· Chewable Surfaces. When children start to teethe, they try chewing on everything. Any protruding surface is a potential hazard since their teeth may break the paint. A perfect example is a window sill. Of course, window sills are the perfect storm because, not only are they chewable, but they may have lead dust on them from the friction surfaces on the window above. It’s important to note that lead-based paint tastes sweet. Once a child discovers this tasty surface, they will keep going back for more. Lead Risk Assessors will look for teeth marks on a protruding surface and, if present, repainting is not an option.

· Damaged Substrate (or potential for damage). For paint to remain intact, the substrate (or surface that is painted) has to be in good condition. If drywall or plaster is damaged, it needs repaired. Often this means identifying the cause of damage. For example, a roof leak will cause the ceiling to be damaged by water intrusion and the paint will deteriorate. Prior to repainting the ceiling, the roof and ceiling both will need repaired.

· Bare Soil. After friction surfaces, this is probably the next most dangerous lead hazard. And it’s the one most often missed by DIYers. The most common areas for soil contamination are the foundation dripline (ground within 3’ of the home’s exterior) and underneath porches and decks. Even if the home has been recently resided, years of scraping and repainting, deterioration, and weathering have caused the soil below to become contaminated. Other areas of risk include dirt driveways (from the years of lead in gasoline), locations of old playsets, and even gardens where lead can contaminate the vegetables.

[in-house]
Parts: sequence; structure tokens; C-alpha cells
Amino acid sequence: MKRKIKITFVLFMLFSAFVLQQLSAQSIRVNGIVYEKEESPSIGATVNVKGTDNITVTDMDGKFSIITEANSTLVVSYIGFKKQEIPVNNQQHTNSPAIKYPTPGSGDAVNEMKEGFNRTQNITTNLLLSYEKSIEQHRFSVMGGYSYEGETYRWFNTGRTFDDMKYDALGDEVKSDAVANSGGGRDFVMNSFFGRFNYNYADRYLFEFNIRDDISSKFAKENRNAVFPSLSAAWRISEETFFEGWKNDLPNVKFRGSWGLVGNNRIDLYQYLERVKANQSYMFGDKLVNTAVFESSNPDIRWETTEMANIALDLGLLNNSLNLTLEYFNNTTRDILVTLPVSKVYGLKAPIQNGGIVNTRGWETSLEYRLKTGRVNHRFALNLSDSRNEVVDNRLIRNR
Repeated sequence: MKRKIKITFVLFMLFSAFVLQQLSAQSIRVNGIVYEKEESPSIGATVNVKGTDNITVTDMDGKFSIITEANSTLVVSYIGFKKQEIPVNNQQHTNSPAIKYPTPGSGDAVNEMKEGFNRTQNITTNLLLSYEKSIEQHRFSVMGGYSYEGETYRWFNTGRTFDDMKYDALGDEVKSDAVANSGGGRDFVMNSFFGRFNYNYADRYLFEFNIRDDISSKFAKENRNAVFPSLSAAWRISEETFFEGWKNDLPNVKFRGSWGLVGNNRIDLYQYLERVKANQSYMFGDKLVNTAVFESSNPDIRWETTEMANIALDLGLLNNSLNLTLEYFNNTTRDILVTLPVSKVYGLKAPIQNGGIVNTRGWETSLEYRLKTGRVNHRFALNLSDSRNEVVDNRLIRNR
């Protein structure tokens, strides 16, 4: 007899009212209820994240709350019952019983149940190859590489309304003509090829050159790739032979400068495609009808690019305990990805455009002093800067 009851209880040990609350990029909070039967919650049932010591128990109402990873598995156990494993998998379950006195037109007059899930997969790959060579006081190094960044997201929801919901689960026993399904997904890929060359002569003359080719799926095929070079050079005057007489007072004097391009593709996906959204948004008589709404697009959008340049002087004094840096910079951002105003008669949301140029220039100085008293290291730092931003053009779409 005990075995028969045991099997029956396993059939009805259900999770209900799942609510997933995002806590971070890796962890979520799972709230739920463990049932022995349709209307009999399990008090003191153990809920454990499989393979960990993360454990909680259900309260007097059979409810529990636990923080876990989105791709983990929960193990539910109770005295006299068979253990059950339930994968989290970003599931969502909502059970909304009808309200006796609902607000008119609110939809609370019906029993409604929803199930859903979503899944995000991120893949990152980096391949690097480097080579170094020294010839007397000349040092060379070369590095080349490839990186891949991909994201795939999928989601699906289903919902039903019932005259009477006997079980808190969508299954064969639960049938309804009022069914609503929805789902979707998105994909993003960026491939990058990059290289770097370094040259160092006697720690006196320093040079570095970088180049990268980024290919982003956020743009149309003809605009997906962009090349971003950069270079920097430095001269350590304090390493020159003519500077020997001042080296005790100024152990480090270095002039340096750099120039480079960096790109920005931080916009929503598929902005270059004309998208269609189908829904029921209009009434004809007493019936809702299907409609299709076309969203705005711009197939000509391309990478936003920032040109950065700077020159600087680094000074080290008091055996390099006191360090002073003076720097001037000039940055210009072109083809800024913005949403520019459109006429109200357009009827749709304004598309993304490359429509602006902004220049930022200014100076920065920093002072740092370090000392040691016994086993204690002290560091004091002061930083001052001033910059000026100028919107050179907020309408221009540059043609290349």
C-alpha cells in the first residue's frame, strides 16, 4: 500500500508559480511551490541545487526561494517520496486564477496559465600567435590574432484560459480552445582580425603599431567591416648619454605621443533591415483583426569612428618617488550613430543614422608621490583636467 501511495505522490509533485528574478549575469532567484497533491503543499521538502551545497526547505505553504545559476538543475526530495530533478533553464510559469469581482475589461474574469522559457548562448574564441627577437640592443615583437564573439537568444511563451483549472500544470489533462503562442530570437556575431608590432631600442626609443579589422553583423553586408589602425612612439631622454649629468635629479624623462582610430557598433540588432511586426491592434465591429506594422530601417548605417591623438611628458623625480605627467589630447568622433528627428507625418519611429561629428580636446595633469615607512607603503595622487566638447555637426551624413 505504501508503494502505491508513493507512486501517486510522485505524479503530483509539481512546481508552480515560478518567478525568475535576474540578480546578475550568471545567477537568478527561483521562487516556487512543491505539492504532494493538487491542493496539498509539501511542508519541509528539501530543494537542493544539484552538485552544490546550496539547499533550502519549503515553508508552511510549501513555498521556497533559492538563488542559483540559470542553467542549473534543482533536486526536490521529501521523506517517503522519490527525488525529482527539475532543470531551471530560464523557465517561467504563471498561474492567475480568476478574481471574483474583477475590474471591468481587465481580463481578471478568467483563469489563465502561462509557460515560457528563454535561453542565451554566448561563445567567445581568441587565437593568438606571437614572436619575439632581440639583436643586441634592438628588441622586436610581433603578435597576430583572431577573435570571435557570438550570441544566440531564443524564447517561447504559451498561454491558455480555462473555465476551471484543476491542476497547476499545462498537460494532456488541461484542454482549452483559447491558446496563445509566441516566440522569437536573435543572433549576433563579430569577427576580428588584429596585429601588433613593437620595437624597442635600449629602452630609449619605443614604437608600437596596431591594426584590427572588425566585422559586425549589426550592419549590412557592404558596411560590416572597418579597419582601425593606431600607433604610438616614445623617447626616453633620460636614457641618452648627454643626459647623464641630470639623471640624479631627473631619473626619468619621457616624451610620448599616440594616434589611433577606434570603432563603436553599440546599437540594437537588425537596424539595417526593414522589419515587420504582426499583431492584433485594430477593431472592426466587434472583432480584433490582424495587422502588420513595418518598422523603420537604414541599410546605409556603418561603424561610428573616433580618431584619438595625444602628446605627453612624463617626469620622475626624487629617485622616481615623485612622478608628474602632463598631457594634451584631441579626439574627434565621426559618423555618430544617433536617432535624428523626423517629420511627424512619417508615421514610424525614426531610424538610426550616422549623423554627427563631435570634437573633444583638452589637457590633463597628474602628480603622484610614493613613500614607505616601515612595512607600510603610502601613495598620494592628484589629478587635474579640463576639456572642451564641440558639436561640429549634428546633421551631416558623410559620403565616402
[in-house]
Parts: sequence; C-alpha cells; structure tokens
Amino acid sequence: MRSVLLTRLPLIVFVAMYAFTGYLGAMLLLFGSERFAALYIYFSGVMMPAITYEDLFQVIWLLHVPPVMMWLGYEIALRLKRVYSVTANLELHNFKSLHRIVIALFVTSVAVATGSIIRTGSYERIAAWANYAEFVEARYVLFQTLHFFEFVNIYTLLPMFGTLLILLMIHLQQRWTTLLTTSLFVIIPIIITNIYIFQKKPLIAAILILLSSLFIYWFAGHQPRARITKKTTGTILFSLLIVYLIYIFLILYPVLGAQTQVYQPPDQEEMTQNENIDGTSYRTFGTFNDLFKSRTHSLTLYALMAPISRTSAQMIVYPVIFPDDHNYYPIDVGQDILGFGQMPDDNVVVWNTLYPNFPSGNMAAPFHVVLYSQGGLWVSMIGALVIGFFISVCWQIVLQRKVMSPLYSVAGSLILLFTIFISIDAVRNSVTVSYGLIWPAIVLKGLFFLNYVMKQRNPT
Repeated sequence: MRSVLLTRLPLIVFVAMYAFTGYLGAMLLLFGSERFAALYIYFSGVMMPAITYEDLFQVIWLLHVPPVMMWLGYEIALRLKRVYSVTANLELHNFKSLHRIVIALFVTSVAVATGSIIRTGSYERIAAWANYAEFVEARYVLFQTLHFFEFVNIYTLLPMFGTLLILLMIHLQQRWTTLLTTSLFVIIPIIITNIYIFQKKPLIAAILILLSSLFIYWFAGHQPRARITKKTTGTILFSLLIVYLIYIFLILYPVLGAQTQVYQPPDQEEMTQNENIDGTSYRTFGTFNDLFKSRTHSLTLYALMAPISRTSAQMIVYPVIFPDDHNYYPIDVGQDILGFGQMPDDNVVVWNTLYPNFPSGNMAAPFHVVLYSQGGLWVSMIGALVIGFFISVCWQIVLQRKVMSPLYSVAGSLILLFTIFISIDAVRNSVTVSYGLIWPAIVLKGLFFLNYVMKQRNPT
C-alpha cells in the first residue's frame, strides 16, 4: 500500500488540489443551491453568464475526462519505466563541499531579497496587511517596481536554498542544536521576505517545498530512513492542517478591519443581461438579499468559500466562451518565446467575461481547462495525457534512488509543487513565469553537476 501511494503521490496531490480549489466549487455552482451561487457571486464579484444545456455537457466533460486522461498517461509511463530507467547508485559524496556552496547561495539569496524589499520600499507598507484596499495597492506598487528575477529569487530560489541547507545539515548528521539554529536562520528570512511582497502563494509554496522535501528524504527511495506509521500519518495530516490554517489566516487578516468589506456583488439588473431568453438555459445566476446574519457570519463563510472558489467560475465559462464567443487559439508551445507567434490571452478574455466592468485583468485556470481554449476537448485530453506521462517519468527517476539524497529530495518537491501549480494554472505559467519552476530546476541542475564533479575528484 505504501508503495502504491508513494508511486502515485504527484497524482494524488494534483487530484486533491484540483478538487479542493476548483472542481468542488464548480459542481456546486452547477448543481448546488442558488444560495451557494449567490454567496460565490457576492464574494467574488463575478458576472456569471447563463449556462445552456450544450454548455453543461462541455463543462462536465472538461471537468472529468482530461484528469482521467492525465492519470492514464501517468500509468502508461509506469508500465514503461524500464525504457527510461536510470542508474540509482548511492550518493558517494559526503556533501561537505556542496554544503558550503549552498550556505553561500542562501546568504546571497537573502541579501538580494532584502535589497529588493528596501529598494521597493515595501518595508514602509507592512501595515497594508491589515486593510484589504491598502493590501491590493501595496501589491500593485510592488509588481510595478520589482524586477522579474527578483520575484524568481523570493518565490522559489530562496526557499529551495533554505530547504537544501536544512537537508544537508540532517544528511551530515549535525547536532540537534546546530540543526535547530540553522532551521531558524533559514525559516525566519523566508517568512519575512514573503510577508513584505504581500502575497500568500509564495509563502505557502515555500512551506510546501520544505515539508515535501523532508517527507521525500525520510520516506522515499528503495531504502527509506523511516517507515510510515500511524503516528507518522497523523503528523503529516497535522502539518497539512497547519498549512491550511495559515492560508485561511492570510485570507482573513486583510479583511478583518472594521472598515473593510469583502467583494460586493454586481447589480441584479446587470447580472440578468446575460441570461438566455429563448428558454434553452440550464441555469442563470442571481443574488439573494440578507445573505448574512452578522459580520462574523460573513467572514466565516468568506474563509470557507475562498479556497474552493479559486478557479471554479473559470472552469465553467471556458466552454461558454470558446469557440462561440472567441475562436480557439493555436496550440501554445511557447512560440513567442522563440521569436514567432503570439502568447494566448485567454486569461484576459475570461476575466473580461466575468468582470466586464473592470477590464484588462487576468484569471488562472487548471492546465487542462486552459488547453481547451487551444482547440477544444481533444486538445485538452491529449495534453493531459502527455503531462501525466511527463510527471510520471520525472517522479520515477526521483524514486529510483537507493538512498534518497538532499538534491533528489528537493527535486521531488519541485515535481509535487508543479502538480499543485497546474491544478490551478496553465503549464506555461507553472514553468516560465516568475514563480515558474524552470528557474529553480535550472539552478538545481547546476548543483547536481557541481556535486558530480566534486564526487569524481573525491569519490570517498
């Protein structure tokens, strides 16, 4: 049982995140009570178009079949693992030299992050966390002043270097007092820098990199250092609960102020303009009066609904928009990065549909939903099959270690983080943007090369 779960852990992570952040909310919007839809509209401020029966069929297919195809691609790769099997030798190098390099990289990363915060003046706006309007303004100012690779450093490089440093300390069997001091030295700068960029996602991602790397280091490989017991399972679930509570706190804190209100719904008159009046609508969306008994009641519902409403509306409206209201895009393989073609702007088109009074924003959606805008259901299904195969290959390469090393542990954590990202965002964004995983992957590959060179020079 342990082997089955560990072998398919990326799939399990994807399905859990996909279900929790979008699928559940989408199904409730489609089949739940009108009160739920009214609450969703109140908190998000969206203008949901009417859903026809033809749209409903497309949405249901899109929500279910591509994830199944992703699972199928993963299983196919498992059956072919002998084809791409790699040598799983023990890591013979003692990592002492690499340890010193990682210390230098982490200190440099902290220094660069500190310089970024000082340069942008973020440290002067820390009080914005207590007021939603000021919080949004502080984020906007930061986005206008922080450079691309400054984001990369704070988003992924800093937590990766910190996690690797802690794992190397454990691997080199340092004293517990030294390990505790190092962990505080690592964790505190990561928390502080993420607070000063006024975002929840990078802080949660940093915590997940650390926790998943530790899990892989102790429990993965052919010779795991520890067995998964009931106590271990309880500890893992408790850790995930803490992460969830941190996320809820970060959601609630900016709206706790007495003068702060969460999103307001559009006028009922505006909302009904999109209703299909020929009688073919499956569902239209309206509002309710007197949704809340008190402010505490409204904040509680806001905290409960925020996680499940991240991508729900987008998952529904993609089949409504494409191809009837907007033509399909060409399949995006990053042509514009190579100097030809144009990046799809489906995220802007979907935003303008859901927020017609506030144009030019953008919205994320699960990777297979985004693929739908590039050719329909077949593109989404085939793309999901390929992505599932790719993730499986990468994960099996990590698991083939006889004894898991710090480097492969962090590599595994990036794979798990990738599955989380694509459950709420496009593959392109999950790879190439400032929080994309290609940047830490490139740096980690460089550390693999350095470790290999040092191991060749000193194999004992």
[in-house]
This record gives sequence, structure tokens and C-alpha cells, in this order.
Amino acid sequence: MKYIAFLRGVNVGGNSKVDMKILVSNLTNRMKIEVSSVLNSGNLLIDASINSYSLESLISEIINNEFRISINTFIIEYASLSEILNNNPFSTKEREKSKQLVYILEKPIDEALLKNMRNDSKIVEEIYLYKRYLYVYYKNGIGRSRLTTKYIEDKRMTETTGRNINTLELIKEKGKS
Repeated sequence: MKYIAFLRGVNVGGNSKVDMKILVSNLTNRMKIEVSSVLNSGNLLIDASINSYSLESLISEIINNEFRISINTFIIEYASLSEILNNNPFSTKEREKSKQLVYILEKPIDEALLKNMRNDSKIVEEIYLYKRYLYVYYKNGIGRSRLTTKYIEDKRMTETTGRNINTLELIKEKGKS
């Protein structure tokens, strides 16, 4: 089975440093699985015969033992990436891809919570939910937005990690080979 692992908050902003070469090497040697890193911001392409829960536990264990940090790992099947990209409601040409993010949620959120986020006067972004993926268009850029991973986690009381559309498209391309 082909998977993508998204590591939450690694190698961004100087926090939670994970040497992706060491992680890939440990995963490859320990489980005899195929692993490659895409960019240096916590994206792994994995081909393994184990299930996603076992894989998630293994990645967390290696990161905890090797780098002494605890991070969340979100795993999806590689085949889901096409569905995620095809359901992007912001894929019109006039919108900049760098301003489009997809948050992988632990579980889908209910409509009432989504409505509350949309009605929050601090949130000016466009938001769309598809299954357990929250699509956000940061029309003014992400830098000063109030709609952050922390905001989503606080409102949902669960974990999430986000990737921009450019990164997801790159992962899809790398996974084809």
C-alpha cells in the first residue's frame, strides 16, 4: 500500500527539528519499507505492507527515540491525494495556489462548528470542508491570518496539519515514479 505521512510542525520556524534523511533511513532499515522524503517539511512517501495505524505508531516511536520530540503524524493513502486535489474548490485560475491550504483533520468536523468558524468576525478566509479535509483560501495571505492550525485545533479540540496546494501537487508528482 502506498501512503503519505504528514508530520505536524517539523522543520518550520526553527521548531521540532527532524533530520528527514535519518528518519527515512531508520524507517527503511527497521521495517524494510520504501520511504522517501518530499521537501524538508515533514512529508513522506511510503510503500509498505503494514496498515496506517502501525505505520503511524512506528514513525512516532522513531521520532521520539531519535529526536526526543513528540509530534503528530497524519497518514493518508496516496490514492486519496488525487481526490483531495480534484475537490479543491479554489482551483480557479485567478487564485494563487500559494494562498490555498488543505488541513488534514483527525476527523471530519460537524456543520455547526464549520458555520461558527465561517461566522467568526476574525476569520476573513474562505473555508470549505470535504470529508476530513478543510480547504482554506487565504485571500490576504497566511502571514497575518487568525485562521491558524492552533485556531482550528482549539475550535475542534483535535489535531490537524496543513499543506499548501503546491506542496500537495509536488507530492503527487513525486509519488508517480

This is just an outline of types of hazards that need to be addressed to pass a Clearance Examination. Within each of these categories, there are dozens of potential hazards. Are you confident you can find them all yourself?

Back to the two choices I spoke of at the start of this post: Hire a professional or do it yourself. I recommend hiring a licensed professional to do a Lead Risk Assessment to identify the hazards prior to doing any work. If you have a lot of properties and don’t want the expense of having them all assessed, at least hire someone to do one or two of them. Follow them around and ask questions. Take the opportunity to pick their brain and learn as much as you can. Then try to do it on your own. If you really want to skip the Lead Risk Assessment, I recommend reading The HUD Guidelines for the Evaluation and Control of Lead Based Paint in Housing. Start with Chapters 6 and 11, which help landlords identify hazards and choose methods of “Interim Controls” that are required by Cleveland’s lead safe rental law. Here’s the link: